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JayB

Housing Bubble?

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I am going to have to make a move fairly soon, an event which prompted the buy-vs-rent discussion.

 

So - the first thing I tried to do was locate statistics for housing that are comparable to those available for stocks and bonds, in order to get a sense of how the current metrics stacked up to the historical averages. This meant looking at the historical ratios of mortgages to rents for similar propterties, rates of appreciation versus income growth, appreciation versus population growth, ratios of home prices to annual incomes, percentages of homes purchased by owner-occupants versus investors, traditional mortgages (20% down, 30 year, fixed) as a percent of loan originations, etc. What I found is that this sort of data, where it exists at all, is incredibly hard to come by, is of unveven quality, and covers a rather short period of time. This is important information, as I'd only be living in the place for three years - and even in a normal market that'd entail a fairly significant amount of risk as an investment - as a certain amount of appreciation is required just to break even with such a short time horizon.

 

Anyway - the short term stats that I found pertained to housing values relative to income growth, population growth, household formation, screamed anything but "Buy!," especially in the hotter markets. Ditto for the percentage of homes by investors rather than owner occupants, the percentage of homes purchased using interest-only loans, ARM, or some permutation thereof, etc. Then there's the anedotal information about condos being flipped several times before construction in Florida, people quitting their jobs to invest in real-estate full time, the popular notion that home prices can never go down, etc, have always appreciated steadily, etc.

 

This last point is interesting - as the only long-term data for US home prices that I was able to find were in Robert Schiller's update to "Irrational Exhuberance," and his data - currently the best available as far as I know - show real rates of appreciation between 1890 and the present averaged 0.4% per year, and that the vast majority of the appreciation occured in the period just after WWII and in the period since around 1997. Otherwise - no appreciation beyond the rate of inflation over the entire period.

 

Anyway - I'd be curious to see what other people think about the current state of the market? Are the increases we've seen in home prices fundamentally sustainable or not? Are we in a bubble that will result in a broad decline in house prices or will the rate of appreciation just cool off for a while?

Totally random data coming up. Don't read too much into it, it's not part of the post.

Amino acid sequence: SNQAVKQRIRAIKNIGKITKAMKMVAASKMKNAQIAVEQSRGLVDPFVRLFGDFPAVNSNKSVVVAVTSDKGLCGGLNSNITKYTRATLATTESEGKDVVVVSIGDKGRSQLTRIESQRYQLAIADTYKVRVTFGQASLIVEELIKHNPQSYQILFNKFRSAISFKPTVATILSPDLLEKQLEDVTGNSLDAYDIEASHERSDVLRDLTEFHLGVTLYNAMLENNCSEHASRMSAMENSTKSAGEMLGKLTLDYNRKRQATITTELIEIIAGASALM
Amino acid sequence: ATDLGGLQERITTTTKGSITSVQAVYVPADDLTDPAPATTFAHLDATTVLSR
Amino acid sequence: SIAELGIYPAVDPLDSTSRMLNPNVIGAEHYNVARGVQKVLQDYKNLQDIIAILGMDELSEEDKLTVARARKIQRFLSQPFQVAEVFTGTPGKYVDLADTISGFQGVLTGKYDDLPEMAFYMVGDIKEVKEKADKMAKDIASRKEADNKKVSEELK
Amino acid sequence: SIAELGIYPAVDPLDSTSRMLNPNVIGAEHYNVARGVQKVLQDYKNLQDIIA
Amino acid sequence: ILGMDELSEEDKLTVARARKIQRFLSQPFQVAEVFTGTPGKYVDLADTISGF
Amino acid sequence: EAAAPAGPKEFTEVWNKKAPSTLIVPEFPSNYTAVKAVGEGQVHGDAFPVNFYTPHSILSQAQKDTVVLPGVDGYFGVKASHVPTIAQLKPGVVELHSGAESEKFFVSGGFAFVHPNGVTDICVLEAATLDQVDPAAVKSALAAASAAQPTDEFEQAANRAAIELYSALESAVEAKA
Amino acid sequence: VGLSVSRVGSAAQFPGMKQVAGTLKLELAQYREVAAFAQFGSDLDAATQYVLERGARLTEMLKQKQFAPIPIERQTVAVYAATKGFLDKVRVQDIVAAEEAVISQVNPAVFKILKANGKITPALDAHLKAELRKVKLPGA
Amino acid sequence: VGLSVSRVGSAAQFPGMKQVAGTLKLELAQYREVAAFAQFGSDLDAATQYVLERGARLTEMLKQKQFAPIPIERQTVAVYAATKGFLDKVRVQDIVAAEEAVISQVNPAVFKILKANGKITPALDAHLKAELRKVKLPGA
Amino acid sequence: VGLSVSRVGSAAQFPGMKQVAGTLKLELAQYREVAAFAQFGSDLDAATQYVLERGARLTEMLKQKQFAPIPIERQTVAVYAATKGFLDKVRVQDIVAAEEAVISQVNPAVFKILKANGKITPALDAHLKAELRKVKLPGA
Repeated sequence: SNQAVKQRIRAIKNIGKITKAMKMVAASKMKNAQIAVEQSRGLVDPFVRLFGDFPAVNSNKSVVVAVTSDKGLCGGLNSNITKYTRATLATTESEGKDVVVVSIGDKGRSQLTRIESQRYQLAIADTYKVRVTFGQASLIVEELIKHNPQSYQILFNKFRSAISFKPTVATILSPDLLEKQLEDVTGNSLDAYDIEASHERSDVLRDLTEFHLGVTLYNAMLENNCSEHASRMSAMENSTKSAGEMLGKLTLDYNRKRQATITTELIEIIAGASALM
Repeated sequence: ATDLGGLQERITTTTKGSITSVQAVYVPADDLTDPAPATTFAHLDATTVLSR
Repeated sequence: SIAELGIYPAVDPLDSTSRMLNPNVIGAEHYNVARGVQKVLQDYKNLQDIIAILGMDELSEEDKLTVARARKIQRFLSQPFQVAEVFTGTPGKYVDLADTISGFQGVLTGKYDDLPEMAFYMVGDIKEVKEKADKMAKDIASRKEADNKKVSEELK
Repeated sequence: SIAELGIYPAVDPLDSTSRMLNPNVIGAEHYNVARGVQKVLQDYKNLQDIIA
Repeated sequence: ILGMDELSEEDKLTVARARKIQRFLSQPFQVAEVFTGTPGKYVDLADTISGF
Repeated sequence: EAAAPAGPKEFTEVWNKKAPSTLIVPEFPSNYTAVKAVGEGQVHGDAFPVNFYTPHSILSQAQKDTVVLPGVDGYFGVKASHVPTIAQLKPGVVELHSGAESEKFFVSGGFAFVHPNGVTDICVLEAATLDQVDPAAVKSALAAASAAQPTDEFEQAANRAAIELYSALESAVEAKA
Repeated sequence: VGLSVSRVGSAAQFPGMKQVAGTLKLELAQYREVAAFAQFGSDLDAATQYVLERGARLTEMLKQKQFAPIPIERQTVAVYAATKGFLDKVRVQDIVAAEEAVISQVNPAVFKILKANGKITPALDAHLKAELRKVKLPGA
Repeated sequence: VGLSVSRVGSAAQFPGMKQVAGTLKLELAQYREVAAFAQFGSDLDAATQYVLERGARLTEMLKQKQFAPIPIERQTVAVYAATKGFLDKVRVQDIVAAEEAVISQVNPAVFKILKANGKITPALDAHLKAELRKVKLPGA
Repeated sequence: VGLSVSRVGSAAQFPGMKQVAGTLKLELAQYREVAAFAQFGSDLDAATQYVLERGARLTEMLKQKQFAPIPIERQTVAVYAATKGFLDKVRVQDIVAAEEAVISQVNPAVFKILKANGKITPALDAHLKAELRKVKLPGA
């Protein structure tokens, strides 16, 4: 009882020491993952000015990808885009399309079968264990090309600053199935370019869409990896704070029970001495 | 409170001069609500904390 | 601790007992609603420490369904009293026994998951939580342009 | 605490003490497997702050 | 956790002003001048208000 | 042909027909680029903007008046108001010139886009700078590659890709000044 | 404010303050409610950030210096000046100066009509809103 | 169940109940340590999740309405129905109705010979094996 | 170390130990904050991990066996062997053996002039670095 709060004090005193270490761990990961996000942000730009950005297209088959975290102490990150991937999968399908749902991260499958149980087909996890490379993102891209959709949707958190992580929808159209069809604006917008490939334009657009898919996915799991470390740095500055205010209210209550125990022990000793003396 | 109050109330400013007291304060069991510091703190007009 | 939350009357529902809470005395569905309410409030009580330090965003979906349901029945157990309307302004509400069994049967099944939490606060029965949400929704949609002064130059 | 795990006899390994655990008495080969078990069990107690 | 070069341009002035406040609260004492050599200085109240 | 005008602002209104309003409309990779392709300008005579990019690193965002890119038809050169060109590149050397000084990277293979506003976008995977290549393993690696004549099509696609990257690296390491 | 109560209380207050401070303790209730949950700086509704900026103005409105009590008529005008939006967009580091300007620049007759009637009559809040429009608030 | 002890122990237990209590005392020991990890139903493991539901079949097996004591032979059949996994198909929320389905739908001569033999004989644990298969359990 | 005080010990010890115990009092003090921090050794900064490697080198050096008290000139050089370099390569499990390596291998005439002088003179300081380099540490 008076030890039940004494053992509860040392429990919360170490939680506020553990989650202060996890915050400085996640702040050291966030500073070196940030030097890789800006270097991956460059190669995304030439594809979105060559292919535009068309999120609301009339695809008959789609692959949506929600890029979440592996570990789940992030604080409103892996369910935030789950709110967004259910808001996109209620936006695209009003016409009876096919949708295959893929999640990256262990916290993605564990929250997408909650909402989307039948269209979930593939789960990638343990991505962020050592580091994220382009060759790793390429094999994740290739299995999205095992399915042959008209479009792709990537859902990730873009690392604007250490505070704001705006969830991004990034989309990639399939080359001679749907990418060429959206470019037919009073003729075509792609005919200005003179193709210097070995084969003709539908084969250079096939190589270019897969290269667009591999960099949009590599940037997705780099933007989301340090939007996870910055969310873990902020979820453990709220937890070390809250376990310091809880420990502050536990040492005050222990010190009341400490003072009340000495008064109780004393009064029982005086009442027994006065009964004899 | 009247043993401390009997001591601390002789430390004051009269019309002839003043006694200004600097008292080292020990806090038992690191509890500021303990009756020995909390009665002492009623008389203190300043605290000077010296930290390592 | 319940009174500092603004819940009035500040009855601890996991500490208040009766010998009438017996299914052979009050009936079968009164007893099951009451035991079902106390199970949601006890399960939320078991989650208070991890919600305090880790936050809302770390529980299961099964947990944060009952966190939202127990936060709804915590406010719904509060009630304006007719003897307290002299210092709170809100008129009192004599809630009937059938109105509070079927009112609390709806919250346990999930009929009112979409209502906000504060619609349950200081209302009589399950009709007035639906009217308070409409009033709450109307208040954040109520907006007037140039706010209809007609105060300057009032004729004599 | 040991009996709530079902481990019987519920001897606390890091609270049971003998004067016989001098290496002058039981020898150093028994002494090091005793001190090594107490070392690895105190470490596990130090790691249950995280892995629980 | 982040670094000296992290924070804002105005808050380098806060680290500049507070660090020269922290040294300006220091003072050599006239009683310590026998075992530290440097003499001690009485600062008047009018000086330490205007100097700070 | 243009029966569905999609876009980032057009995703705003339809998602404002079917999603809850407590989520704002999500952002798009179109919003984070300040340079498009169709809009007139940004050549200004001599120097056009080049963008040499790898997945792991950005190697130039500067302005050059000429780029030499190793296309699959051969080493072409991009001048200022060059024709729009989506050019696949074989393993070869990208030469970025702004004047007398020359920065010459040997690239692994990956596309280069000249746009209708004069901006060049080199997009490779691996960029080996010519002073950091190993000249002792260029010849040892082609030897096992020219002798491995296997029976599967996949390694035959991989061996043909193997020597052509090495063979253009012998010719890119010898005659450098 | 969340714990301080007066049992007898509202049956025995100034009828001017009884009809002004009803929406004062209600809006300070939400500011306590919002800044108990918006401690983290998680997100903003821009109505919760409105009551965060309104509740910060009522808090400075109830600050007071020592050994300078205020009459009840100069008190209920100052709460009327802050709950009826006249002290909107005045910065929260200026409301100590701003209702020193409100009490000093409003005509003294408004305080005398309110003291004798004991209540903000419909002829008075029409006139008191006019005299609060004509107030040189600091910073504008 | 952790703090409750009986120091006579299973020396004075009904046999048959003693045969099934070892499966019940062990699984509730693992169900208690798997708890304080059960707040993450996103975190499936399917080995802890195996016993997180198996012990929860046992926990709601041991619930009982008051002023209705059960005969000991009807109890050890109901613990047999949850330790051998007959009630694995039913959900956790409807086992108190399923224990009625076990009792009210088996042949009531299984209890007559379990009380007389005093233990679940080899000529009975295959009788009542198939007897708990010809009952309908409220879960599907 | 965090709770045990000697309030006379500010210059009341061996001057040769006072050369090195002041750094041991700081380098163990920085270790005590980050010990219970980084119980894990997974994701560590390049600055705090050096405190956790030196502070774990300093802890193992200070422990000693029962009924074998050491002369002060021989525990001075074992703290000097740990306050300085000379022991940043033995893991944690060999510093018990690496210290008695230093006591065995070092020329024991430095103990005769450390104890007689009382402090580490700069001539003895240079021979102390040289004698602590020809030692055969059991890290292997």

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True - but this is a broad national increase relative to incomes, population growth, rents - and increasingly financed by what essentially amounts to subprime lending agreements - suggests that there's more than location at work here.

 

I agree that a desireable location close to an employment center is consistent with high real estate prices, but not necessarily with rapid appreciation over and above prices that are already high relative to other areas. In those cases it seems like the fundamentals that should drive prices would be an increasing population, average real income, or borrowing power in the area under consideration. In King County, the last I heard was the there's beeen a net population loss of 50,000 since 2000, and home price increases have by now increased far faster than personal income growth or the rate of appreciation in the average mortgage that one could qualify for due to lower interest rates.

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About 12 years ago I was debating about buying in Seattle. I was renting a 2 bdrm house for $500 a month and decided to get some advice from a financial sort. His comment was at $500 per month who needs equity? Bottom line however, is I wished I bought then instead of waiting another 5 yrs. I think Peter is correct, it depends on where you are and the market pressures. The other item is lenght of time you're expecting to be around here. If it's 5 yrs or less then rent.

 

Bottom line is that if you rent then all your money goes down the rat hole. With a house, and long-term view, you get some equity and some tax benefit. The availability of rental units in Seattle is improving with the move to increase density in urban cores related to the Growth Management Act. So rental units are pricing better than in the past.